PHILADELPHIA -- A University of Pennsylvania study will determine if public transit can convey more than people going from point A to point B. Video displays on public buses in Los Angeles will be used to help determine the efficacy of an innovative soap opera-like video program designed to increase HIV testing among low-income African Americans 14 to 24 years of age.
The program, “Reality Check,” a structured intervention program developed by the Centers for Disease Control and Prevention (CDC), will be shown on video monitors on public buses over a 27-week time-frame. Each three-minute episode of the show will display for one week on buses on a Tuesday, Thursday, Friday, and Saturday. Back episodes will be available on a YouTube link from the transit company website. Each episode of “Reality Check” explores relationships and decision-making among a group of young African Americans. The episodes carry an underlying message to get tested for HIV. View a series of episodes here.
The study is an effort being led by Professor John B. Jemmott III from Penn’s Perelman School of Medicine and Annenberg School for Communication. Co-investigators are Penn alumni Robin Stevens and Julie Cederbaum; Christopher Coleman, associate professor in the Penn School of Nursing; Scarlett Bellamy, associate professor in Penn's Center for Clinical Epidemiology and Biostatistics; and Ann O’Leary, from the Centers for Disease Control and Prevention in Atlanta. It is funded by a research grant from the National Institute of Mental Health.
“Young African Americans are becoming infected with HIV and other sexually transmitted diseases at alarming rates,” Jemmott said. “Social factors affecting their risk include poverty, poor access to preventive medical services and homophobia, which causes some men who have sex with men to be secretive about these activities and to be reluctant to be tested for HIV. Unfortunately, many of those infected with HIV are unaware of their infection and may be transmitting it, especially during the highly infectious acute infection stage. On the other hand, those who test positive reduce their risk-related behavior dramatically.”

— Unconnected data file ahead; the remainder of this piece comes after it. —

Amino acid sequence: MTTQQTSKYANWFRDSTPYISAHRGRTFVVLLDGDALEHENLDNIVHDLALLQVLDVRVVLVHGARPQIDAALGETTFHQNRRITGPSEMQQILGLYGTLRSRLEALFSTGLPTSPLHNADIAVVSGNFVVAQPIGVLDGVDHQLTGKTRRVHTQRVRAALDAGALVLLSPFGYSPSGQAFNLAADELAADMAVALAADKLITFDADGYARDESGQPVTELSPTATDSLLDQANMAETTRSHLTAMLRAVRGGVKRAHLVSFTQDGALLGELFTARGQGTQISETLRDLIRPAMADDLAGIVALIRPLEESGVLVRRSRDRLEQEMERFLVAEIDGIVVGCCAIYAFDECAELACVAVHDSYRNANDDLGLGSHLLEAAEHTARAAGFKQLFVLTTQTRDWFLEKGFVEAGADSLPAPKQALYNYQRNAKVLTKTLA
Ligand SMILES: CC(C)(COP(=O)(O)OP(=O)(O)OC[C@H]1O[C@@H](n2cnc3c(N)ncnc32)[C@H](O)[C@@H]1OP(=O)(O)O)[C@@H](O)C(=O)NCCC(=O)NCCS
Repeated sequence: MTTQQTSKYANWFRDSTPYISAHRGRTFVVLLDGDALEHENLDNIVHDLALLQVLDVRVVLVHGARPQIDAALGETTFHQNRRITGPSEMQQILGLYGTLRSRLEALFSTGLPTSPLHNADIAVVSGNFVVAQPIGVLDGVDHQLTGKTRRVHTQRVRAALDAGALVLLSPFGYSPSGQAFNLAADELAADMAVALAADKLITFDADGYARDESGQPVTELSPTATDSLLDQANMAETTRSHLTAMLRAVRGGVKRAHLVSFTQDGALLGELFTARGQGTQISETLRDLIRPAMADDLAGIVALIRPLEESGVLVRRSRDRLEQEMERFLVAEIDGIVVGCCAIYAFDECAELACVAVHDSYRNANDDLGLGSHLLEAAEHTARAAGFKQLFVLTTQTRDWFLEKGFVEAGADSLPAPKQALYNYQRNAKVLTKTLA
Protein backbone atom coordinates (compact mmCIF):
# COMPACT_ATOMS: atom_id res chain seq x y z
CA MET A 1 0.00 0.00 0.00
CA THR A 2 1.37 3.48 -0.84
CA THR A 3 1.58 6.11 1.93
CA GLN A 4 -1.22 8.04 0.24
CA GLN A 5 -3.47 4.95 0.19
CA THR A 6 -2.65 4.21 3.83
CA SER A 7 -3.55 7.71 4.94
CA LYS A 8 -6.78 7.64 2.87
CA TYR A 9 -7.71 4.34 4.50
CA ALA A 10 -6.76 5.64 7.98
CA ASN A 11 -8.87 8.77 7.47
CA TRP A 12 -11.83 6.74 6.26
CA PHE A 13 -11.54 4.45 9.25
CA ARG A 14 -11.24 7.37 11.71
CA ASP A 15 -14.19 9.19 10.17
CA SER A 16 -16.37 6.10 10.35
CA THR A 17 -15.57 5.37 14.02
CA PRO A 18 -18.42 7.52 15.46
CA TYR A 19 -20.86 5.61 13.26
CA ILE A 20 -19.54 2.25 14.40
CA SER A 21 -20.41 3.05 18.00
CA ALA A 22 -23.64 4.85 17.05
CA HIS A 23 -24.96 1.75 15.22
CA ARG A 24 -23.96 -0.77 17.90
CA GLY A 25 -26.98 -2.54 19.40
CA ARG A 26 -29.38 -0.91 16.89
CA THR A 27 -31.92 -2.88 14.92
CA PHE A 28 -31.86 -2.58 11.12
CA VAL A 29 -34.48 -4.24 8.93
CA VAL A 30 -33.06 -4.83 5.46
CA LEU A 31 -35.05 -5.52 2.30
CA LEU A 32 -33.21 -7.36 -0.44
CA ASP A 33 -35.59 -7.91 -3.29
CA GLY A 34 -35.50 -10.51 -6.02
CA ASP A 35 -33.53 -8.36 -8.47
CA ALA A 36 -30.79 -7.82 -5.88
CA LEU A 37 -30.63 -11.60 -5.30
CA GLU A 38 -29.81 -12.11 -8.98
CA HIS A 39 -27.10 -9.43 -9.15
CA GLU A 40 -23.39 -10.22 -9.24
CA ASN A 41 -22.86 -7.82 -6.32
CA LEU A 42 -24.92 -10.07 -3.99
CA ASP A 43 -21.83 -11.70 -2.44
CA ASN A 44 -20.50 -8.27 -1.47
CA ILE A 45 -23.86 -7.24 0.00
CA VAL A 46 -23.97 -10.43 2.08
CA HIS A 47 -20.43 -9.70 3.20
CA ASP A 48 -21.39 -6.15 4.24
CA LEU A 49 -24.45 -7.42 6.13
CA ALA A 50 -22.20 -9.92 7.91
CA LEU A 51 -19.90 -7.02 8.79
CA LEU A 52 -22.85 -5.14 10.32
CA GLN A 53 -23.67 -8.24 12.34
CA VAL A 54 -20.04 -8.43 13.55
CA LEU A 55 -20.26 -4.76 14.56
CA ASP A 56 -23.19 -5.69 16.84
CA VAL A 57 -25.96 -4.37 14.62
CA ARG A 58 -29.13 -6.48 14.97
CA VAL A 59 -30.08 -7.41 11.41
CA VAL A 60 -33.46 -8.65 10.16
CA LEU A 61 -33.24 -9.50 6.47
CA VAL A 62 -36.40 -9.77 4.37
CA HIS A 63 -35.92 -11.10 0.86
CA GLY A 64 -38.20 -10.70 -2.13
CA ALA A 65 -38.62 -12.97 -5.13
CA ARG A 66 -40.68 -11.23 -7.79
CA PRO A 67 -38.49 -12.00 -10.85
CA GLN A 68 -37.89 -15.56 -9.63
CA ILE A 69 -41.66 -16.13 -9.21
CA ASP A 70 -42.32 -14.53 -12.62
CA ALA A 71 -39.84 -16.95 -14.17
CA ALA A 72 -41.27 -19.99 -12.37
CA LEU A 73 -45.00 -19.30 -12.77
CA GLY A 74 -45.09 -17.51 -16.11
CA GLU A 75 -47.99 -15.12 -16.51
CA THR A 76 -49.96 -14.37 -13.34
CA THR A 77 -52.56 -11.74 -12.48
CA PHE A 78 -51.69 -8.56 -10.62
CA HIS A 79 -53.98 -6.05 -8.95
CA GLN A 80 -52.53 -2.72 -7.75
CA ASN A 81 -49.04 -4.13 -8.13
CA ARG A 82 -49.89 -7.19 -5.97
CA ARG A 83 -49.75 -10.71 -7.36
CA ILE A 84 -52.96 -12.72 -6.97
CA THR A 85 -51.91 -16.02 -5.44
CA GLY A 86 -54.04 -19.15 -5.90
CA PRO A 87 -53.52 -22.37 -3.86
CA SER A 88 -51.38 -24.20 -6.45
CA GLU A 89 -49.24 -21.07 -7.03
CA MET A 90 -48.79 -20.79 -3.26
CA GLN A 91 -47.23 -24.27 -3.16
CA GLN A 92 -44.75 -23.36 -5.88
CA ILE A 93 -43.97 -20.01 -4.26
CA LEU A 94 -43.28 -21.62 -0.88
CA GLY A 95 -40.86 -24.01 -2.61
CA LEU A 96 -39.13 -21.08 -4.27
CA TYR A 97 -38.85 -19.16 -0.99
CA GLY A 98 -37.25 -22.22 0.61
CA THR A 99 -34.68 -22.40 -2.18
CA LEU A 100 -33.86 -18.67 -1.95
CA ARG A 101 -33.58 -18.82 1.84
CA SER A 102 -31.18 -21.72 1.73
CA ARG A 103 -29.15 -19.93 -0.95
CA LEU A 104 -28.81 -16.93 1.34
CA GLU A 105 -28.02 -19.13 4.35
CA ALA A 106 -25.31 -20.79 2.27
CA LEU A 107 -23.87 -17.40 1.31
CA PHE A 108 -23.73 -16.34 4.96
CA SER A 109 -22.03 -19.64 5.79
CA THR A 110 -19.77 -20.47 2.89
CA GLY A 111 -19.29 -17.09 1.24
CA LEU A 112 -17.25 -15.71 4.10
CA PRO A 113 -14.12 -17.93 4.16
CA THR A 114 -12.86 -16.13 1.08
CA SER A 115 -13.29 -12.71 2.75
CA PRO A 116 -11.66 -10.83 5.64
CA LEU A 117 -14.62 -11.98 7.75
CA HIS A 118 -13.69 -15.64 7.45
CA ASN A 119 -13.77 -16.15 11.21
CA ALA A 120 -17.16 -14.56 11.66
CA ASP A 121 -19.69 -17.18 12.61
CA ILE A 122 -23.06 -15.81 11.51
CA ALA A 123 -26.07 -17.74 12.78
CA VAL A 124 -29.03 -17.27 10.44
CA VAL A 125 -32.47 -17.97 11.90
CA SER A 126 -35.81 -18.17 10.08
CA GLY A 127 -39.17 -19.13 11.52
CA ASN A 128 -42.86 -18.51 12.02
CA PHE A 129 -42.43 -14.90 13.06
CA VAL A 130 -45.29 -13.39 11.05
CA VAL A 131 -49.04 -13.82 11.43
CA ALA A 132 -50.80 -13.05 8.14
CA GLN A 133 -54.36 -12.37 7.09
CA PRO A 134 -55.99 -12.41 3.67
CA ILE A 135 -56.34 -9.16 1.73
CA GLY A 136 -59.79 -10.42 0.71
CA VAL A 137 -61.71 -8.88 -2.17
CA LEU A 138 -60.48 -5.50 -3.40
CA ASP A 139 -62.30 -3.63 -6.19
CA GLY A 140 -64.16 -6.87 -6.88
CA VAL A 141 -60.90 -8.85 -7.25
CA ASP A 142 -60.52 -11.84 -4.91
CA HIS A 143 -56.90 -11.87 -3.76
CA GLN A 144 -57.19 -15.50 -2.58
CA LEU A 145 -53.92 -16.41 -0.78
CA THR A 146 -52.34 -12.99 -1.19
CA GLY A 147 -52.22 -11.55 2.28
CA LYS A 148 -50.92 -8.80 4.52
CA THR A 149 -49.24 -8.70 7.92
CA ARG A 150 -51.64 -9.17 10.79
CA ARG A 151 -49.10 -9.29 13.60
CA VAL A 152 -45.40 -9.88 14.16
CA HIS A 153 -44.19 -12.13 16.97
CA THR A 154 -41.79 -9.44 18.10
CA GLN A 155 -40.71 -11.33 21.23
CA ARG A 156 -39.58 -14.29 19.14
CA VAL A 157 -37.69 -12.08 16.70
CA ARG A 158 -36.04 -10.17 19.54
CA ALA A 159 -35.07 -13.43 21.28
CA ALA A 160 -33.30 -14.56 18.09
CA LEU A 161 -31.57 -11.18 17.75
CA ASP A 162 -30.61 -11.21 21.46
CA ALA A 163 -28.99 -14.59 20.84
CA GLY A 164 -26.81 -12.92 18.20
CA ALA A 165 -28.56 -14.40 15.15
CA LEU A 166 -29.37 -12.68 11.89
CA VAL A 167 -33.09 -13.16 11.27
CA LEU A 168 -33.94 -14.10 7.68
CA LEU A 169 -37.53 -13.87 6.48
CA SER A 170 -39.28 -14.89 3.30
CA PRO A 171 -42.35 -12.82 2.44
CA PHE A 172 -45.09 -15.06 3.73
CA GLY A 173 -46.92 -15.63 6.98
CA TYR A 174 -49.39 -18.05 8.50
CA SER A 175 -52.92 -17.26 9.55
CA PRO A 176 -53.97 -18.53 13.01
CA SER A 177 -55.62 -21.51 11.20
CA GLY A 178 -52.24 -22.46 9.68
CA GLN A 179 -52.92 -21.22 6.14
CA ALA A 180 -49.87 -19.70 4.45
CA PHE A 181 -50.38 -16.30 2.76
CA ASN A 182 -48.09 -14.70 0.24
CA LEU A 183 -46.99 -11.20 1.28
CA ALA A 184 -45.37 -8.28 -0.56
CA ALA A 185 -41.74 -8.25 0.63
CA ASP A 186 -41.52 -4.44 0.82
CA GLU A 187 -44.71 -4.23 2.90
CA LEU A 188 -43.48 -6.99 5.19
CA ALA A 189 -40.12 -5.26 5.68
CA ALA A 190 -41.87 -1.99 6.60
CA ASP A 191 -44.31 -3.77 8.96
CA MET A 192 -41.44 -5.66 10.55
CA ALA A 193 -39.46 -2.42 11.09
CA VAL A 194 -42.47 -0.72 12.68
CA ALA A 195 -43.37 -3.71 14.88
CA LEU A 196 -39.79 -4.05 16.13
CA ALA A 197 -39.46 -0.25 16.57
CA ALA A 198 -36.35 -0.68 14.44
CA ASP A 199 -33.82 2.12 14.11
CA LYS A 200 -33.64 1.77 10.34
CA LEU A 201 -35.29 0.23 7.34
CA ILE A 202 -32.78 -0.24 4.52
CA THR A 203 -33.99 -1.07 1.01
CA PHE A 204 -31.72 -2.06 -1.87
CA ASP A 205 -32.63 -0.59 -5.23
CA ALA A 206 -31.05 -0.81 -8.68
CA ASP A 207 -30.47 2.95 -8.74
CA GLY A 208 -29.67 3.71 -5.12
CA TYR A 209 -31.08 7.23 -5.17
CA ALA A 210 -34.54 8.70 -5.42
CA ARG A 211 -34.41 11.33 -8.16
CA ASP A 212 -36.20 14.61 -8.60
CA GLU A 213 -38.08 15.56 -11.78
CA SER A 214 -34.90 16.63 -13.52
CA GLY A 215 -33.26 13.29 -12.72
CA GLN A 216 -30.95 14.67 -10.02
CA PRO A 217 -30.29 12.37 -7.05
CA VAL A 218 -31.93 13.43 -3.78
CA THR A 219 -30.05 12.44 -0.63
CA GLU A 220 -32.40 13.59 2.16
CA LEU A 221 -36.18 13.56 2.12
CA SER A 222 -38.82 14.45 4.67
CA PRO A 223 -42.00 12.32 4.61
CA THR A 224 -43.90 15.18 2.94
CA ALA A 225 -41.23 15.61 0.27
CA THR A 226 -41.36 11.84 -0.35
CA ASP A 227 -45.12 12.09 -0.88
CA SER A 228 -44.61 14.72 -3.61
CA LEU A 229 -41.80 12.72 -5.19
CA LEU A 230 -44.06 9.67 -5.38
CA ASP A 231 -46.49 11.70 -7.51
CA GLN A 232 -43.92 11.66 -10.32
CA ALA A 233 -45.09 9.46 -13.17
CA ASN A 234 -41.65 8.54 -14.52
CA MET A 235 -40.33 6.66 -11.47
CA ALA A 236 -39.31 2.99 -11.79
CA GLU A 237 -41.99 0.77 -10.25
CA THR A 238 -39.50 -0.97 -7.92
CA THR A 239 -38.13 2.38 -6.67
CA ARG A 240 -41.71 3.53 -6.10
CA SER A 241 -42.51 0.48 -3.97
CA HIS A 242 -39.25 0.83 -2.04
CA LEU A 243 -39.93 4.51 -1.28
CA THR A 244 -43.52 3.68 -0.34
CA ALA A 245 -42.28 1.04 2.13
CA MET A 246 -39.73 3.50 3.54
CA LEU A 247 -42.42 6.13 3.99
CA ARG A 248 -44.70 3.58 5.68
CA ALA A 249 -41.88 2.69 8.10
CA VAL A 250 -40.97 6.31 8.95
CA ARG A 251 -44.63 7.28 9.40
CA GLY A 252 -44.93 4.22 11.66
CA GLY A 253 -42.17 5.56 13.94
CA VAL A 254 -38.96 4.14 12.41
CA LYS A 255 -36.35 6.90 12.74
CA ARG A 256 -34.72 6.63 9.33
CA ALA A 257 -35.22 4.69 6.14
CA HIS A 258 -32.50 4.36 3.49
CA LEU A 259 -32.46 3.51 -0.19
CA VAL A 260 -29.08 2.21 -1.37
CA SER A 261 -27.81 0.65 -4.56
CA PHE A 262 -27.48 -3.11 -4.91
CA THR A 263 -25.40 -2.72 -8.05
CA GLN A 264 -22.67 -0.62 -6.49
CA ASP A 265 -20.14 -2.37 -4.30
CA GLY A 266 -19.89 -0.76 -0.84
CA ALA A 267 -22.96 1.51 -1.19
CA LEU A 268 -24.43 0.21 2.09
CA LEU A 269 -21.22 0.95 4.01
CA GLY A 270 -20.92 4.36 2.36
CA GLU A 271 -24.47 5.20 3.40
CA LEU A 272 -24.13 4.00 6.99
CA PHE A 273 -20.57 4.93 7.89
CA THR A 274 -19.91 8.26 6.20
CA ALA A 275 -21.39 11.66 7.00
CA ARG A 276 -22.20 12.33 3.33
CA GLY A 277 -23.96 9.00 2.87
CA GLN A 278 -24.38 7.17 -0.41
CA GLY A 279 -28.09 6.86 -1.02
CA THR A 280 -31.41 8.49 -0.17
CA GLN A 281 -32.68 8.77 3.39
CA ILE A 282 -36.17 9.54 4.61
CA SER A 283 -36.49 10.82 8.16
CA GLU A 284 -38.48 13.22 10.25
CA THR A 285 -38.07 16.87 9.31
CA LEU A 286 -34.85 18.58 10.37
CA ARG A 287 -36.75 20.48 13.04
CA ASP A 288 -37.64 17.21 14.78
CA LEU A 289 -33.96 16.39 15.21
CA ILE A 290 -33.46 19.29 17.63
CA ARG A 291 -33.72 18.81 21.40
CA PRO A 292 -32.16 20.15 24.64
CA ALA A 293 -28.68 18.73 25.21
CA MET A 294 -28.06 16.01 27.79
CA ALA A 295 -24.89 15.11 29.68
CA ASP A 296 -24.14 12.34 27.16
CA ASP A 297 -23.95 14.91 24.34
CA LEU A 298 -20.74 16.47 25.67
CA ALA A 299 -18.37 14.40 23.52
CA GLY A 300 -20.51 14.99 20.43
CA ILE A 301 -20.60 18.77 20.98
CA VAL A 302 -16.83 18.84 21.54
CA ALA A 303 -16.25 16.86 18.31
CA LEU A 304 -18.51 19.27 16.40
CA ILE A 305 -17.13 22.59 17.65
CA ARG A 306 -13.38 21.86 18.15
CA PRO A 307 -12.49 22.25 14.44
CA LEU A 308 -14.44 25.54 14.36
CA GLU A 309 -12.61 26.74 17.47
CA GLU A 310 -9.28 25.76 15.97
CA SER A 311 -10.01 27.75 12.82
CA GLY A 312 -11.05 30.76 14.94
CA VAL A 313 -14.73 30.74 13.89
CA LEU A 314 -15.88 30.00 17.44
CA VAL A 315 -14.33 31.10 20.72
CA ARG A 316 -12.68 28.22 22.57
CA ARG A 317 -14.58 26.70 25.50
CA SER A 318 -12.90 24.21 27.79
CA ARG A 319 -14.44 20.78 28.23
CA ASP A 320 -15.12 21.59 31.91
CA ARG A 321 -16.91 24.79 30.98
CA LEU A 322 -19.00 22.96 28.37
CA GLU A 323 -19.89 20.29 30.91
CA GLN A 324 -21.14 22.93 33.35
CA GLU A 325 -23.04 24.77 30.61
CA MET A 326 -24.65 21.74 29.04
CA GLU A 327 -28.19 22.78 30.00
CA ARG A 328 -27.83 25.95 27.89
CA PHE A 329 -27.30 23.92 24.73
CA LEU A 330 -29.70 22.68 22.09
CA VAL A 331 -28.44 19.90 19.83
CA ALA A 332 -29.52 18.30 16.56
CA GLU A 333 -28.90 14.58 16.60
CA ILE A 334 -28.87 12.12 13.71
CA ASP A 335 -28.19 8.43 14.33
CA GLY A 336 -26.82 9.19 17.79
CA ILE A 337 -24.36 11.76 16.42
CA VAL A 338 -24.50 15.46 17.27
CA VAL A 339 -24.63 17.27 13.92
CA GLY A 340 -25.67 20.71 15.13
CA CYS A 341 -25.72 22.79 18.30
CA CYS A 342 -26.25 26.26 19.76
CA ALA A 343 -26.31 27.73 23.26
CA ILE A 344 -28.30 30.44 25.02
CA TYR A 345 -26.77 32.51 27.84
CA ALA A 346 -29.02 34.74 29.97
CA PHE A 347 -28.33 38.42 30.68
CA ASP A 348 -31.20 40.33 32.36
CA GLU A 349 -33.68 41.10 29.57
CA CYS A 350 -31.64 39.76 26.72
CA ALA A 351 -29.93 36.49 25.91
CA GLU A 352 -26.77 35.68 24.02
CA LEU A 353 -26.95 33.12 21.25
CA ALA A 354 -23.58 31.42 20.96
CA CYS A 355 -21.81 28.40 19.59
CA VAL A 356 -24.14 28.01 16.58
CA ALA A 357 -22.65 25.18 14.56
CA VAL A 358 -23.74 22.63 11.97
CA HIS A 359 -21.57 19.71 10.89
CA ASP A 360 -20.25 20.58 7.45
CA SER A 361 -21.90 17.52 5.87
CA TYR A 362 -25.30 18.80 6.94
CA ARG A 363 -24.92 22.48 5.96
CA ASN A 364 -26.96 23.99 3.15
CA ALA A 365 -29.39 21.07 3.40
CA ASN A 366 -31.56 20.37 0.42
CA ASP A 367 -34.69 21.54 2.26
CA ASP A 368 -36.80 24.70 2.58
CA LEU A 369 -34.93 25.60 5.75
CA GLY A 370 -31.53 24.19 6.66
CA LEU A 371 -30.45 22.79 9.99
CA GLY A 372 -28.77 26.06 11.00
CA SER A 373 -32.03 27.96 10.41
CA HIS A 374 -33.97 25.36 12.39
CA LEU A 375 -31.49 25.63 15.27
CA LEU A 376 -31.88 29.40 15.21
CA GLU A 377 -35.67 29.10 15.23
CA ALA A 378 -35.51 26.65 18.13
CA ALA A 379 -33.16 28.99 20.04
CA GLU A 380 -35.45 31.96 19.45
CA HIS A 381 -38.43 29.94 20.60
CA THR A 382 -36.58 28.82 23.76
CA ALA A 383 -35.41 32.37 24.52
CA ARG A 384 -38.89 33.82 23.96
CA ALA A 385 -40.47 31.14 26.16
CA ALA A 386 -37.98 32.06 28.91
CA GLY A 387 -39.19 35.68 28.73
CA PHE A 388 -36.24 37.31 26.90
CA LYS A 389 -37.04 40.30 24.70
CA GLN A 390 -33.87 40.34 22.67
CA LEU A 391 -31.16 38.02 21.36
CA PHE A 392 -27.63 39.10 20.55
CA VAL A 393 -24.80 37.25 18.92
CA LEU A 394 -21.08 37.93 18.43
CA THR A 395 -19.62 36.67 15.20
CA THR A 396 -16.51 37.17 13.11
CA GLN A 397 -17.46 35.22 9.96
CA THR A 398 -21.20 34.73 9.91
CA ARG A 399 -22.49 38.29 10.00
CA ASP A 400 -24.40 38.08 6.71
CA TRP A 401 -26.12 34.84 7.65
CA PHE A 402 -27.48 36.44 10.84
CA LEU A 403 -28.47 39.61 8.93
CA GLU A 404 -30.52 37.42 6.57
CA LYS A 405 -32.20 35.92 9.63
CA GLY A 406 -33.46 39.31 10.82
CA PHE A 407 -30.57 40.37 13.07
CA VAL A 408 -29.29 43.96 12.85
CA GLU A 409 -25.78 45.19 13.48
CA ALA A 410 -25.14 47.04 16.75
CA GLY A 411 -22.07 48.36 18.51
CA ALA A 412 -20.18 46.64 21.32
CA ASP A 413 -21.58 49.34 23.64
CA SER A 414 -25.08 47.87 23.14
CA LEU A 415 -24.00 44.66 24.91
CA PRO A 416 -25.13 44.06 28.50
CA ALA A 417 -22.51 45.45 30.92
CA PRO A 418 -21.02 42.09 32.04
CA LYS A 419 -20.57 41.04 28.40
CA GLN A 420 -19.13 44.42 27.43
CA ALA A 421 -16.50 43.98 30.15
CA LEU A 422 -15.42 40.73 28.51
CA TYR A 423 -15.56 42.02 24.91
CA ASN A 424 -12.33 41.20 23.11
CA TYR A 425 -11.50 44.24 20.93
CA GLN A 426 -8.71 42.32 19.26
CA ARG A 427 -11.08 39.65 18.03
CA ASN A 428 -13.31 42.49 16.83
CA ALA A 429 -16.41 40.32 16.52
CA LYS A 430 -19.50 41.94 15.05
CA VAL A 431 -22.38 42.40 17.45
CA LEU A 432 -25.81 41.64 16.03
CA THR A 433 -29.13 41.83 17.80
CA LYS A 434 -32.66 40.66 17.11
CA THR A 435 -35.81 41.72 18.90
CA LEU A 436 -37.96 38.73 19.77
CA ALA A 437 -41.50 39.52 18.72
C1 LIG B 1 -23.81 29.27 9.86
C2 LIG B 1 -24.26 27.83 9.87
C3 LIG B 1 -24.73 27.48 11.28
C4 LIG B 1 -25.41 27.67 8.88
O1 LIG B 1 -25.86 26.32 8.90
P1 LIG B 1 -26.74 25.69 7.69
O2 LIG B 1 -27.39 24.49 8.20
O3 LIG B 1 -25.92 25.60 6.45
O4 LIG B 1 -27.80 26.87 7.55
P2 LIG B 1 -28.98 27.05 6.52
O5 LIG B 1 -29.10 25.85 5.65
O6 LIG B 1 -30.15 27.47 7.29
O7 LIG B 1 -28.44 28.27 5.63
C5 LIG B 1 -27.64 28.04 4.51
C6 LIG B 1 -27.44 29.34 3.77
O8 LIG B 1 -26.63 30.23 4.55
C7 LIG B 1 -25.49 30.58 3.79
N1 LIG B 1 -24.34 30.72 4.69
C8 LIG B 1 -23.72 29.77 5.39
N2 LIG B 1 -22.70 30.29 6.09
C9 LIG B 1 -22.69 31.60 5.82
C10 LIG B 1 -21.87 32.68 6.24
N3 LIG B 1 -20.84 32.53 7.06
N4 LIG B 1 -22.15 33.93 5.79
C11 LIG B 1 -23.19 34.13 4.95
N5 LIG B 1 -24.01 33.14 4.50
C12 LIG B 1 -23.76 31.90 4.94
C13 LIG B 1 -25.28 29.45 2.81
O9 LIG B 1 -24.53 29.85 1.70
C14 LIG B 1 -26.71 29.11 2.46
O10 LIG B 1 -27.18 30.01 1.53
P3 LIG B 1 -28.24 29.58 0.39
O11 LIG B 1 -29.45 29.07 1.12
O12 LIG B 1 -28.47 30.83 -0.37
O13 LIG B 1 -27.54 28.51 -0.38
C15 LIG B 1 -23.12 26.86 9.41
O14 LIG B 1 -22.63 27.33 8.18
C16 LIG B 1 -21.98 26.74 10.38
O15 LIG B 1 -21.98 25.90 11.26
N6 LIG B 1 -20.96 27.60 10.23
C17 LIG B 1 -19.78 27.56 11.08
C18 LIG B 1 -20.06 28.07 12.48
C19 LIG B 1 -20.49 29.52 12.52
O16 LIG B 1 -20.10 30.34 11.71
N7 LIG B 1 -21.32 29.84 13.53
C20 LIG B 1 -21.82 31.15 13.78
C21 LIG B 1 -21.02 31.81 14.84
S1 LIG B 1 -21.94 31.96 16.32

The structural intervention of the program “Reality Check” will use a quasi-experimental control group design with pre- and multiple post-intervention assessments. Riders of public buses in impoverished African American neighborhoods in Richmond, Calif., will serve as the control. Cross-sectional anonymous bus stop surveys of African American youth ages 14-24 who ride the bus through—and reside in--designated impoverished areas of both cities at least three times each week will be conducted before “Reality Check” is shown in Los Angeles, immediately after it is shown, and three and six months after it is shown. The study sample will include 200 youth who exit buses in each of the two cities at each of the four assessment points, for a total of 1,600 participants.
“This research would provide preliminary evidence of the effects of an intervention that could be disseminated very cost-effectively, with substantial reach via public buses,” Jemmott said.